The Minister for Home Affairs, Peter Dutton, has introduced new, comprehensive powers for ASIO. The Australian Security Intelligence Organisation Amendment Bill 2020 repeals ASIO’s existing questioning and detention warrant framework and introduces a reformed and extended compulsory questioning scheme. The Bill is not all bad. But there is quite enough in it to cause those with a concern for the protection of civil liberties, sleepless nights.
The repeal of aspects of the existing questioning and detention provisions is very welcome. Introduced in the aftermath of the September 11 attacks, these questioning provisions were draconian. They authorised a person to be detained incommunicado for questioning for a week, with the option of a further week’s detention. Detention and questioning of a person could be approved in order to obtain intelligence in relation to terrorism, and could include the interrogation of a person who may have knowledge of but was not directly involved in suspected terrorist activity This detention power has never been used. The Independent National Security Legislation Monitor recommended it be repealed. Now, it will be.
The 2020 ASIO Bill establishes a new and extensive framework for questioning. The legislation broadens the grounds in relation to which questioning warrants may be issued. It will apply not only to suspected terrorism activity but also to activities involved in espionage, politically motivated violence and foreign interference.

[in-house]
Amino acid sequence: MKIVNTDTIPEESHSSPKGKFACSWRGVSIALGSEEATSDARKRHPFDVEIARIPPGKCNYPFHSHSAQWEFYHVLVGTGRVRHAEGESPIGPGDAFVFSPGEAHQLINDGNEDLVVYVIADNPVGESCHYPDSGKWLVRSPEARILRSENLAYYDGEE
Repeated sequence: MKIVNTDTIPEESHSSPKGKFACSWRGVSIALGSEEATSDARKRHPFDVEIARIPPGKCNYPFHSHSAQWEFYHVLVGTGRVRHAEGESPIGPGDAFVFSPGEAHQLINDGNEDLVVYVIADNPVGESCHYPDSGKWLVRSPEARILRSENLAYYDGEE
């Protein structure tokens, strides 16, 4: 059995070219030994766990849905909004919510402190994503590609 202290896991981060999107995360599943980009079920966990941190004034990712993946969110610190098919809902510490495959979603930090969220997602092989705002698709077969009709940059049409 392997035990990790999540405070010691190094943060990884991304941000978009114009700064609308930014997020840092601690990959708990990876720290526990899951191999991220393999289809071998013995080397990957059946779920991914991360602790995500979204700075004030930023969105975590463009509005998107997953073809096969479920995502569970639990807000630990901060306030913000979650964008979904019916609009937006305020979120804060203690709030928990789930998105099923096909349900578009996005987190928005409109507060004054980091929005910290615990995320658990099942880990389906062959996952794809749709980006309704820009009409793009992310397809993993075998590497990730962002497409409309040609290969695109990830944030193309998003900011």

Two new questioning warrants will be introduced, an adult questioning warrant and a minor questioning warrant. An adult questioning warrant may be issued to a person over the age of 18. A minor questioning warrant may be issued to a person over the age of 14. Warrants are issued by the Attorney-General on the request of the Director-General of Intelligence.
Different tests apply for the issue of the two warrants. The test for issuing an adult questioning warrant is broad. The warrant may be issued if ‘there are reasonable grounds for believing that the warrant will substantially assist in the collection of intelligence that is important in relation to an adult intelligence matter.’ This is a sweeping authority. In effect, it provides no criteria for the warrants’ issue at all. The Attorney-General may issue a warrant, which is an act that has severe consequences for its subject, whenever he or she believes it is ‘important.’ It reposes in the Attorney-General a dangerously wide discretion.
The contrast with the test for the issue of a minor questioning warrant is instructive. A minor questioning warrant may be issued where ‘there are reasonable grounds for believing that the person has likely engaged in activities prejudicial to the protection of…people of the Commonwealth, the States and Territories, from politically motivated violence…and there are reasonable grounds for believing that the warrant will substantially assist in the collection of evidence.’ Even this discretion is wide, but at least one knows its terrorism related objective.
Next, there is the matter of issuing questioning warrants to minors aged as young as 14. This seems extreme and has already raised considerable concern. The President of the Law Council said that ‘Young people go through a significant development between the ages of 14 and 18 and their understanding of consequences is limited even in that short period of time. I think it’s of real concern.’